passing a frame name to a subroutine

medic5678

New Member
Joined
Nov 13, 2018
Messages
48
I'm trying to create a subroutine (actually two)

The first finds the coordinates of the frame and stores the value, then sets the values I need to explode the frame size.

Sub displayframe(frm As msforms.Frame)


With frm
ht = .Height
wdth = .Width
Tp = .Top
lft = .Left


.Height = 300
.Width = 550
.Top = 140
.Left = 50



frm.Visible = True

End With


End Sub



And the second restores the original coordinates:


Sub restoreframe(frm As msforms.Frame)
With frm
.Height = ht
.Width = wdth
.Top = Tp
.Left = lft

End Sub

I'm calling the subroutines with:
displayframe (Me.Neuroframe)
restoreframe (Me.Neuroframe)


I'm getting the error "type mismatch"

What am I doing wrong here? I'm creating subroutine typed for a frame and I'm passing it a frame. Thanks to all who reply!
 

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Yongle

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It is probably caused by how or where you are declaring your variables
- declare above the first procedure in the module as type Double

This works for me

Code:
Option Explicit

Private ht As Double, wdth As Double, tp As Double, lft As Double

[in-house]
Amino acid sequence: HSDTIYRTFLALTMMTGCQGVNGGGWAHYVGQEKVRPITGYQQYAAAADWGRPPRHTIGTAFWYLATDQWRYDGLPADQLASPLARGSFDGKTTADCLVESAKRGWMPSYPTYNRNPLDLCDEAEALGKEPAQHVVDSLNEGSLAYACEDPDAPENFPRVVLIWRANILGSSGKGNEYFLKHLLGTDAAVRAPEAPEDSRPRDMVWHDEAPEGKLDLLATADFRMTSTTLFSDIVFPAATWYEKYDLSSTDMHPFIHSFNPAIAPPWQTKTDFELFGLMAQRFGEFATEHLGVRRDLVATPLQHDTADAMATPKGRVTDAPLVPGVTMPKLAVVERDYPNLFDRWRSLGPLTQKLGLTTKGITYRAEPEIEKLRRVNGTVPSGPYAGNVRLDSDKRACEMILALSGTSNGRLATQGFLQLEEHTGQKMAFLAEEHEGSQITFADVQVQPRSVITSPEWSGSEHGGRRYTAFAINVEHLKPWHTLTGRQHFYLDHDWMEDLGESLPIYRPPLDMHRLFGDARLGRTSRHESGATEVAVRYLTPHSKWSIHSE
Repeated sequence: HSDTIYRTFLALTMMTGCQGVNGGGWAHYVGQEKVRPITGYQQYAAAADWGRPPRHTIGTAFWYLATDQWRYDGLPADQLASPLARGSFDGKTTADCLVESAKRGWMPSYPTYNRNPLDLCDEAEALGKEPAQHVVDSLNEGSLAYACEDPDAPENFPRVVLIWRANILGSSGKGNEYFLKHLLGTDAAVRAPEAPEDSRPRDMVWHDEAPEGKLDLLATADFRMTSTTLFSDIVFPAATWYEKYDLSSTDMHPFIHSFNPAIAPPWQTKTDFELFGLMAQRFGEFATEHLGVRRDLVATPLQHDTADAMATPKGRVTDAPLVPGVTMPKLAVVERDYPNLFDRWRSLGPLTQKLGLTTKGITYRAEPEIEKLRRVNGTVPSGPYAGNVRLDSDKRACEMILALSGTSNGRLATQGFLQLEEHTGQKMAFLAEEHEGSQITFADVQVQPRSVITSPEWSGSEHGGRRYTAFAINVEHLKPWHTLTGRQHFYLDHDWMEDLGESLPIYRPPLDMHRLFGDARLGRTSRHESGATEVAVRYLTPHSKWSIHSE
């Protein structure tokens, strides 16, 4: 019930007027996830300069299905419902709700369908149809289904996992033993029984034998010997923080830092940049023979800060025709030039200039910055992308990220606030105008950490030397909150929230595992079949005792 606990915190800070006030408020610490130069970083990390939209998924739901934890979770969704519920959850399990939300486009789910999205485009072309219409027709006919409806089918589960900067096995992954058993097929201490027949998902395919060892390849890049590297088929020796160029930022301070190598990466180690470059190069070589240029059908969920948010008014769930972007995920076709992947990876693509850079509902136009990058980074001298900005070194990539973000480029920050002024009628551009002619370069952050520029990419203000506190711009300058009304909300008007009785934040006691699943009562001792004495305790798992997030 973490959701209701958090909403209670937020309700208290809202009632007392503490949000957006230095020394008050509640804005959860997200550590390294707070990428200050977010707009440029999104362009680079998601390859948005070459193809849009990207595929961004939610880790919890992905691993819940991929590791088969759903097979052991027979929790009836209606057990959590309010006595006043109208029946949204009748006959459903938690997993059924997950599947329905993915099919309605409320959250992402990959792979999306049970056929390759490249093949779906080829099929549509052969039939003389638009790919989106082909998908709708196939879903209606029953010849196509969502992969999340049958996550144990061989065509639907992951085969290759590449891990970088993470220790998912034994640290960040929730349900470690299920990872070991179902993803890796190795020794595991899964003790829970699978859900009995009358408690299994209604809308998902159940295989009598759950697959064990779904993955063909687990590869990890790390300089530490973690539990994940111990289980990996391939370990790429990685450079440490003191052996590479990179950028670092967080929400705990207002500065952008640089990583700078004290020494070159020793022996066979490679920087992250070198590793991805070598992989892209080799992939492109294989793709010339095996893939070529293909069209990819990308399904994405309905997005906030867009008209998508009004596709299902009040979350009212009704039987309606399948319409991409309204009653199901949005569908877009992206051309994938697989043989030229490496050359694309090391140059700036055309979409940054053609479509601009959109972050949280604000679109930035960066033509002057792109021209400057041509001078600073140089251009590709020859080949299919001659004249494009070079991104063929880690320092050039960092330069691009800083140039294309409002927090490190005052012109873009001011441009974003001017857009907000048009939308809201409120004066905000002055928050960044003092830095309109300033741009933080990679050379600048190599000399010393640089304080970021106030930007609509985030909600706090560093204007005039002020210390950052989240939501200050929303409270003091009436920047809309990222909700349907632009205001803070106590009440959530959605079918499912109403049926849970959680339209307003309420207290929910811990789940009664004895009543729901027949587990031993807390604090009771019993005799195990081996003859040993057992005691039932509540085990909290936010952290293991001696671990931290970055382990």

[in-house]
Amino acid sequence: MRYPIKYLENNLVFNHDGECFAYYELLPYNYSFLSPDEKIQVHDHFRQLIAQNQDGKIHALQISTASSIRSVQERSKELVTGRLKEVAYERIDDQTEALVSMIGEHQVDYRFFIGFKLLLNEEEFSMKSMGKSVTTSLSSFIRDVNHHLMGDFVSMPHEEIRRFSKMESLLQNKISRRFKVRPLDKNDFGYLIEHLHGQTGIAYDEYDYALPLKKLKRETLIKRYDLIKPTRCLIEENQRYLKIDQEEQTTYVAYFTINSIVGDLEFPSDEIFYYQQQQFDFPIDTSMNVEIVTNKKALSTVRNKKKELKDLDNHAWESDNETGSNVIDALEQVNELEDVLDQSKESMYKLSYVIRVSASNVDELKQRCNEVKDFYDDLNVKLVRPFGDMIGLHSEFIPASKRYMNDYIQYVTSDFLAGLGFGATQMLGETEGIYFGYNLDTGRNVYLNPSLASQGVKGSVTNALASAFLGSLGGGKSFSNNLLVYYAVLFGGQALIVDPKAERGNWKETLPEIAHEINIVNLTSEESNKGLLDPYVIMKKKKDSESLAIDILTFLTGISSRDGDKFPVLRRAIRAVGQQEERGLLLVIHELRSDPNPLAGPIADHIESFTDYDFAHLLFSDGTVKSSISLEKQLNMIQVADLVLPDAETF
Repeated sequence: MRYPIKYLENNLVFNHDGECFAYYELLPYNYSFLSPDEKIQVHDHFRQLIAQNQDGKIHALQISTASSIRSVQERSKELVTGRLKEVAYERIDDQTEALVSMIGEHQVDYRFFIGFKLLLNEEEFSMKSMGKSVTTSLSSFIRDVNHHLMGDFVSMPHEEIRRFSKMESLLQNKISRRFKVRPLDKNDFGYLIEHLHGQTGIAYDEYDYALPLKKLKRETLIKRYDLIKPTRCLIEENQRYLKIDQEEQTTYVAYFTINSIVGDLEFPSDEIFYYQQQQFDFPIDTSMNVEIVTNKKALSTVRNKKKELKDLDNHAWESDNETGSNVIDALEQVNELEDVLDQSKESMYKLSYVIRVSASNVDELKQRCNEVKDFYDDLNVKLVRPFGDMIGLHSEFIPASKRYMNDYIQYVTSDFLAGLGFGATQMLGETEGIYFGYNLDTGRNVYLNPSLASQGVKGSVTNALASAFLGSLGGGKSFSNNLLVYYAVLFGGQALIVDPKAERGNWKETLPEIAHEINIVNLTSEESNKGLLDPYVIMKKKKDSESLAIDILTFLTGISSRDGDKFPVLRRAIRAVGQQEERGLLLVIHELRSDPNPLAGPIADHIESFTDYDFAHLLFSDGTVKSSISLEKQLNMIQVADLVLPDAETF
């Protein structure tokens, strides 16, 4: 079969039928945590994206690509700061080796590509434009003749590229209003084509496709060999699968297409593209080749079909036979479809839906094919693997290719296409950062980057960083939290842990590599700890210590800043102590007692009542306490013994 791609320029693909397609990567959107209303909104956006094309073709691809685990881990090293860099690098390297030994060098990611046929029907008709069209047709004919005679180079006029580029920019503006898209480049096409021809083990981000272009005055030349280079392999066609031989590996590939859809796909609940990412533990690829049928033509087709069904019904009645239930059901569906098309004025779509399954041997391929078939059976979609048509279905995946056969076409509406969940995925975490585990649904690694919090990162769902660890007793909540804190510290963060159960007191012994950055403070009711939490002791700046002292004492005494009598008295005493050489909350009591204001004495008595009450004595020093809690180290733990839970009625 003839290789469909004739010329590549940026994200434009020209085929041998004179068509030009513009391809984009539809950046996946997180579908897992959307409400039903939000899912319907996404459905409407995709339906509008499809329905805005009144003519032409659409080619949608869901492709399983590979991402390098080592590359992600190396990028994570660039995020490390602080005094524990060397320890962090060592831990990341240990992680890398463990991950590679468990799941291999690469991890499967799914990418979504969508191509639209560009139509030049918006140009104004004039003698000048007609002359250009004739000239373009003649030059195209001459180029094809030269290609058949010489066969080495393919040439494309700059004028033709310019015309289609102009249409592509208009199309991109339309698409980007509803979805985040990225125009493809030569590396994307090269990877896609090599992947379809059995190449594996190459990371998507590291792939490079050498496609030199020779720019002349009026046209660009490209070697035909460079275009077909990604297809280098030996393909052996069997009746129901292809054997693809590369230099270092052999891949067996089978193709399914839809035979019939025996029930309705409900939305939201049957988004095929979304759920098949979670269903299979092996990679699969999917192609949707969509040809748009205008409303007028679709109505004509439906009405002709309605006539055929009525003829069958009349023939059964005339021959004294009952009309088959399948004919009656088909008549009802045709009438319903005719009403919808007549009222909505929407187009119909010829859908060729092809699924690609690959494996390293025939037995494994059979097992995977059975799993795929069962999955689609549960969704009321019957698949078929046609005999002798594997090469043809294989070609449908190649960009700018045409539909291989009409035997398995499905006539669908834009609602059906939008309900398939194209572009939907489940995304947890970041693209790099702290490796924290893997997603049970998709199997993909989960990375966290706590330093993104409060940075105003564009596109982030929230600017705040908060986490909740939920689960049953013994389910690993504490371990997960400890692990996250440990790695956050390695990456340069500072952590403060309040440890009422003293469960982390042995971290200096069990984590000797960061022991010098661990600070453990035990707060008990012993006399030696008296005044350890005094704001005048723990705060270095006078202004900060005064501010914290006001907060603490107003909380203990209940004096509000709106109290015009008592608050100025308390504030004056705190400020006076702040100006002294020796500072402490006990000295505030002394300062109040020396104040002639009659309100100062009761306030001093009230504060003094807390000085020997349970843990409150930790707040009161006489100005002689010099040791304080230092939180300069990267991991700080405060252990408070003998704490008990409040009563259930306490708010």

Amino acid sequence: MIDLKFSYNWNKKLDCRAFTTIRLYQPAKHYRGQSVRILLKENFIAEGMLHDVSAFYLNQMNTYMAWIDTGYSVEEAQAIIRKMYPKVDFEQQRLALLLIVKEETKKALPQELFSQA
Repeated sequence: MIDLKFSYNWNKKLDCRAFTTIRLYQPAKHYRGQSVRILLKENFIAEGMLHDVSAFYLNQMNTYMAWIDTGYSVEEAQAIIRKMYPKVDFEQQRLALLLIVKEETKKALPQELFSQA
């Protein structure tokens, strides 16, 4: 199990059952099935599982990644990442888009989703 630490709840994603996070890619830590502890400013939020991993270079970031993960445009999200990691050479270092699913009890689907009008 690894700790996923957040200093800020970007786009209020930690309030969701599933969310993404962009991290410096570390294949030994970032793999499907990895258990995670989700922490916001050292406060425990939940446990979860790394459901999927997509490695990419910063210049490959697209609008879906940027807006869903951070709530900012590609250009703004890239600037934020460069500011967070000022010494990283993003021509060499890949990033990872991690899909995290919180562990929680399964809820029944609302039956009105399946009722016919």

Sub displayframe(frm As msforms.Frame)
    With frm
        ht = .Height
        wdth = .Width
        tp = .Top
        lft = .Left
    
        .Height = 300
        .Width = 550
        .Top = 140
        .Left = 50
    
        frm.Visible = True
    End With
End Sub

Sub restoreFrame(frm As msforms.Frame)
    With frm
        .Height = ht
        .Width = wdth
        .Top = tp
        .Left = lft
    End With
End Sub

Private Sub CommandButton1_Click()
    Call displayframe(xxx)
End Sub
Private Sub CommandButton2_Click()
    Call restoreFrame(xxx)
End Sub
 

medic5678

New Member
Joined
Nov 13, 2018
Messages
48
Thanks for your help. What fixed it was using the word "Call". Not entirely sure when you need than and when you don't.
 

shg

MrExcel MVP
Joined
May 7, 2008
Messages
21,746
Office Version
2010
Platform
Windows
When you use Call, you must enclose the arguments in parens. When you don't use Call, you typically do not use parens; it has a specific meaning when you do (you can ask if you're curious), and you can't enclose an object variable in them.
 

medic5678

New Member
Joined
Nov 13, 2018
Messages
48
When you use Call, you must enclose the arguments in parens. When you don't use Call, you typically do not use parens; it has a specific meaning when you do (you can ask if you're curious), and you can't enclose an object variable in them.
Okay, I'm curious. what does it mean when you do, when should you? I'm a newbie sorting through this, but I'd like to learn to do things "the right way" if possible.
 

shg

MrExcel MVP
Joined
May 7, 2008
Messages
21,746
Office Version
2010
Platform
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When you invoke a Sub with Call, you must use parens around the arguments:

Code: